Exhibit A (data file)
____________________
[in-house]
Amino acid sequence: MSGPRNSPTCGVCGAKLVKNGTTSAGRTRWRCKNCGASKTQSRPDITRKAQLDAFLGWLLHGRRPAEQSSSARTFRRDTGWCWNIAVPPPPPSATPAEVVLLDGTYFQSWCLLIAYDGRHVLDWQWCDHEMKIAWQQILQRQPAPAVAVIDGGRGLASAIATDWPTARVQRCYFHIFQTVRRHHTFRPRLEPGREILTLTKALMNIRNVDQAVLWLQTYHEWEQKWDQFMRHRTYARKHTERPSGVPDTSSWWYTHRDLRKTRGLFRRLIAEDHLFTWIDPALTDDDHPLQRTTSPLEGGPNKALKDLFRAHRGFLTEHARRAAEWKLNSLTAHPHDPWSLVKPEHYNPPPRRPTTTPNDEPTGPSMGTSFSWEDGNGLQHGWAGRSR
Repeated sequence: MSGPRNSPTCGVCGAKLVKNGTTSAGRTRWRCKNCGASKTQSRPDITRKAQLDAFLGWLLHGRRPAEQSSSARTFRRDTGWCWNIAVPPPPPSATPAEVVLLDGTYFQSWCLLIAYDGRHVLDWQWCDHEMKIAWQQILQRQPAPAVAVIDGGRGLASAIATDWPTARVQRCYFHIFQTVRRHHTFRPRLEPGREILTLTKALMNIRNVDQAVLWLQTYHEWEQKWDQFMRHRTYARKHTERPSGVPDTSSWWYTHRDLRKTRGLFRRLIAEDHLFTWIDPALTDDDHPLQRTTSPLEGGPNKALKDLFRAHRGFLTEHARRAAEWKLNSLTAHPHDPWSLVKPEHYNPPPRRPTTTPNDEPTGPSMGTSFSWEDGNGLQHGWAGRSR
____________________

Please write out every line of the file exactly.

[in-house]
Amino acid sequence: MSGPRNSPTCGVCGAKLVKNGTTSAGRTRWRCKNCGASKTQSRPDITRKAQLDAFLGWLLHGRRPAEQSSSARTFRRDTGWCWNIAVPPPPPSATPAEVVLLDGTYFQSWCLLIAYDGRHVLDWQWCDHEMKIAWQQILQRQPAPAVAVIDGGRGLASAIATDWPTARVQRCYFHIFQTVRRHHTFRPRLEPGREILTLTKALMNIRNVDQAVLWLQTYHEWEQKWDQFMRHRTYARKHTERPSGVPDTSSWWYTHRDLRKTRGLFRRLIAEDHLFTWIDPALTDDDHPLQRTTSPLEGGPNKALKDLFRAHRGFLTEHARRAAEWKLNSLTAHPHDPWSLVKPEHYNPPPRRPTTTPNDEPTGPSMGTSFSWEDGNGLQHGWAGRSR
Repeated sequence: MSGPRNSPTCGVCGAKLVKNGTTSAGRTRWRCKNCGASKTQSRPDITRKAQLDAFLGWLLHGRRPAEQSSSARTFRRDTGWCWNIAVPPPPPSATPAEVVLLDGTYFQSWCLLIAYDGRHVLDWQWCDHEMKIAWQQILQRQPAPAVAVIDGGRGLASAIATDWPTARVQRCYFHIFQTVRRHHTFRPRLEPGREILTLTKALMNIRNVDQAVLWLQTYHEWEQKWDQFMRHRTYARKHTERPSGVPDTSSWWYTHRDLRKTRGLFRRLIAEDHLFTWIDPALTDDDHPLQRTTSPLEGGPNKALKDLFRAHRGFLTEHARRAAEWKLNSLTAHPHDPWSLVKPEHYNPPPRRPTTTPNDEPTGPSMGTSFSWEDGNGLQHGWAGRSR